One Old Sage

Thoughts, Stories, and Bits of Wisdom

The Joy of the Written Word

Carvings were precursors to words.

Carvings were precursors to words.

Over the past few days I’ve received several new notifications from the Blogs I Follow.  If you check the link, you will find that I follow a pretty interesting group of people. Several of them are published writers and there are others like myself that may be classed as “aspiring to be published” or “enjoying the experience”. There also appears to be self doubt floating around.

filedesc http://www.epa.gov/win/winnews/images...

(Photo credit: Wikipedia)

I’ve only been doing this blogging business since September but quite honestly, I’ve had a desire to write for a very long time.  I’ve always thought there were stories I wanted to tell.  What kept me from it were a few things.

  1. Like most people, I had to work for a living. By and large I enjoyed my jobs and if I may be not very humble, I was good at what I did.
  2. I didn’t think that anyone would be interested in what I had to write.
  3. I wasn’t committed enough to the process. I’m not much of a risk taker.  I wouldn’t bet on the replay of a Super Bowl game in case I picked wrong!
  4. The technology wasn’t available as it is today to be able to get the word out easily and quickly.
  5. I had no idea how to get a book or short story published.

I’m one of those weird guys that took typing classes in High School.  Remember even in the 60’s (yes, the 1960’s if anybody has other ideas) typing was something that “girls” took, not boys.  After all, most “girls” still went on to administrative jobs, nursing or teaching. (Don’t tell my wife I said this as she was one of the first women to enroll in Information Technology classes and go on to be a senior IT manager.)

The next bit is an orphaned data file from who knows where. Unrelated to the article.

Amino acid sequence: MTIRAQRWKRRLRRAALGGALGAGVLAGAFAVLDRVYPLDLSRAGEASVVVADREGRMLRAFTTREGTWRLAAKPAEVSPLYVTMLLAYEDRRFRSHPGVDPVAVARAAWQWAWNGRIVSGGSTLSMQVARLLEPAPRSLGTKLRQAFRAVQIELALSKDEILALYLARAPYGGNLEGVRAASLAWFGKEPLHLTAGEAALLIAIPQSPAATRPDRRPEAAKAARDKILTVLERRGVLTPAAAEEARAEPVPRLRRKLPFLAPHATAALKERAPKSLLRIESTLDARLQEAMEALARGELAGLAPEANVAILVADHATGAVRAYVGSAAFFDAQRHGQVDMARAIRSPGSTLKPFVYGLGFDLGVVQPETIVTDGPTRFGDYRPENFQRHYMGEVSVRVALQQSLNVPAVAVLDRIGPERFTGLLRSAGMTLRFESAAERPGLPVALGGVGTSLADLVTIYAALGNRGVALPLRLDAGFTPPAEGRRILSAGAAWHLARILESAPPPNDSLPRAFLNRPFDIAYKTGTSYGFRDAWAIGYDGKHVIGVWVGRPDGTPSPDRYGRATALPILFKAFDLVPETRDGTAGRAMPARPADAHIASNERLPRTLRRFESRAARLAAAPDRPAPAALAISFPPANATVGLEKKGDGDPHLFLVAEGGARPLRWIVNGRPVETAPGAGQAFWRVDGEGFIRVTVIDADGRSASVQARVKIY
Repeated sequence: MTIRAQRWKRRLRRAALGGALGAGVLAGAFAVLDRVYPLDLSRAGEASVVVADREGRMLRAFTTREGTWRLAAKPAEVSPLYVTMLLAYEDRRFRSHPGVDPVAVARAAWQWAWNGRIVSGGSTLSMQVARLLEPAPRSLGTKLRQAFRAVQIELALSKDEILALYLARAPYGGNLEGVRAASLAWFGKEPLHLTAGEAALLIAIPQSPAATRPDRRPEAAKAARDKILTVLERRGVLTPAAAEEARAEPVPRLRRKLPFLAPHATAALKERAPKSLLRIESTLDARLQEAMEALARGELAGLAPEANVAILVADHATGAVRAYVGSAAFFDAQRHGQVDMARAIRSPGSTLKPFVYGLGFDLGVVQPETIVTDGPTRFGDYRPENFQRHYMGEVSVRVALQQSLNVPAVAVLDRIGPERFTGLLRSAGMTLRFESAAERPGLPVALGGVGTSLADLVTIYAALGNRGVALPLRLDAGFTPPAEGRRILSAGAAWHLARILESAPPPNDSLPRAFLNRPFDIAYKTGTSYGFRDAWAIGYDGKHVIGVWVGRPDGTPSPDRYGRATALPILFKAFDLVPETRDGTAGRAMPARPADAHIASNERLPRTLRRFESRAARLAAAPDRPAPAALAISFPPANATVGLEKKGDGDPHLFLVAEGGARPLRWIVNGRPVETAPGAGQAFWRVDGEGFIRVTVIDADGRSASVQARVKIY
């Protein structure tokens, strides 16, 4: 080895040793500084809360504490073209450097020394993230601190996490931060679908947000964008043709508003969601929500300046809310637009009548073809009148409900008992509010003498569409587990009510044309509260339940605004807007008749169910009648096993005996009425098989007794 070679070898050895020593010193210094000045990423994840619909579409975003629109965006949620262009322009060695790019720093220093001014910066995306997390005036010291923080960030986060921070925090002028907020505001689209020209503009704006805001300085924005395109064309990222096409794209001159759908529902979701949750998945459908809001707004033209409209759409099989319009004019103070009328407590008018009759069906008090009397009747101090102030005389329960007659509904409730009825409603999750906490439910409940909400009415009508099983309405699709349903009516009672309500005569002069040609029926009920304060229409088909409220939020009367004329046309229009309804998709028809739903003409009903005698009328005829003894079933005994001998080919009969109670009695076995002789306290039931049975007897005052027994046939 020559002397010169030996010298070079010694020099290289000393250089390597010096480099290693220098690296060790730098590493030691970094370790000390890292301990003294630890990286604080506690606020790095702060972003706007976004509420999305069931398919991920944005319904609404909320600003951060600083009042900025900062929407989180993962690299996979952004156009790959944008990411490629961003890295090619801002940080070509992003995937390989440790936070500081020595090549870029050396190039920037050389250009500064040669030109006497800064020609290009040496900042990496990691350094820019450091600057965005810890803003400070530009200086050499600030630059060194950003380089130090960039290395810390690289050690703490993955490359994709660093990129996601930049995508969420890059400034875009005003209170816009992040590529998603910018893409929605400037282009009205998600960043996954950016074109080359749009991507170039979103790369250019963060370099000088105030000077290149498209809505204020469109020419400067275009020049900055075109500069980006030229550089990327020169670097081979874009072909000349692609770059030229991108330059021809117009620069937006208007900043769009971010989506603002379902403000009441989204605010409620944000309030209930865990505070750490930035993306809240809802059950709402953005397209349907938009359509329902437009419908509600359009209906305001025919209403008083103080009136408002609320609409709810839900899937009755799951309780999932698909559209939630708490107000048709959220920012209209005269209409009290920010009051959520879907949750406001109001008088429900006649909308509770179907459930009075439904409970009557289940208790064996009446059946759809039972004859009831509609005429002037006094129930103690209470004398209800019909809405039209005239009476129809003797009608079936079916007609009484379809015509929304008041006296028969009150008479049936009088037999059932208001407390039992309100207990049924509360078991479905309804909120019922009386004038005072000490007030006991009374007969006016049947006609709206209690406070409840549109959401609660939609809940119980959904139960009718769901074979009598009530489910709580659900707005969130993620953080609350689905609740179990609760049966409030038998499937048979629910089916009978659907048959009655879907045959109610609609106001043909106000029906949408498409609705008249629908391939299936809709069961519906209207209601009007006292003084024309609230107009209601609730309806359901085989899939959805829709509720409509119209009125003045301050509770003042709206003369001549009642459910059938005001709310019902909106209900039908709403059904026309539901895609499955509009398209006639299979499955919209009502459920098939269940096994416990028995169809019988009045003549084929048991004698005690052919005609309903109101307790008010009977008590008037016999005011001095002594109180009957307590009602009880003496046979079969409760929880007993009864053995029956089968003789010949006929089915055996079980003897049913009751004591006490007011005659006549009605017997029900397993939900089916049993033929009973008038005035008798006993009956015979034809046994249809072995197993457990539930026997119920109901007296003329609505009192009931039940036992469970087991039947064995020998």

Typing was a class I loved.  There was something about the sound of the keys hitting the roller, the silent cursing when you were on a roll and the keys jammed and you had the ribbon fail at the same time. It must have stayed with me because I went on to get jobs in the technology field where keyboards were our livelihood.

Here I am today, typing a post, on a computer in my home that is connected to a server in another country, and knowing the post may be read by people all over the world.

When I retired over five years ago, I did it out of necessity not a desire to retire.  My hearing got to a point where I could no longer function as an executive, deal with customers or sit in Board meetings.

retirement

retirement (Photo credit: 401(K) 2013)

When I retired, I knew that I would miss certain things. My greatest joy in working was working with people to make things better.  I was hired by organizations to do just that.

In my world saying “I don’t know” was an acceptable answer, it was an opportunity to learn.  Making mistakes was expected but you were expected to own up to them.  Asking for help was a sign of strength and not weakness. My door was truly always open. Taking a break and having a chat was always welcome. It’s amazing what you learn by listening.

For the years following my retirement and up until I started writing, I was busy but not necessarily productive. I missed the interactions with people and just the idea of having something to do. I’m not a golfer.  Picture a chimpanzee trying to use a driver for the first time to hit a 250 yard drive.  You have the picture except it’s the way I golf all the time.

But there was this little voice telling me that I wanted to write.  I signed up for a writing course at one of our community colleges and I was hooked.  I found out from my instructors that I do have a knack for it. I was encouraged to continue. I created my blog and started to write. I am now really enjoying doing something productive in my retirement that puts a smile on my face.

I’ve met some great people since I started. I know I may not be as successful as Diane Henders  (http://ow.ly/gWV74), Elena Aitken (http://ow.ly/gWVc1), Leanne Shirtliffe (http://ow.ly/gXvaT) or several other published authors.  I won’t have the wit (sarcastic as it may be) of Madge Madigan at (http://ow.ly/gWVgP); the ability to explain the issues of buying a second home like Renee Jacobsen (http://ow.ly/gWVoD); the passion for a cause as expressed by Andrea Raethka (http://ow.ly/gXzMC);or be able to put the love and pride of a daughter into words as wonderfully as Kiran Ferrandino (http://ow.ly/gWUs1).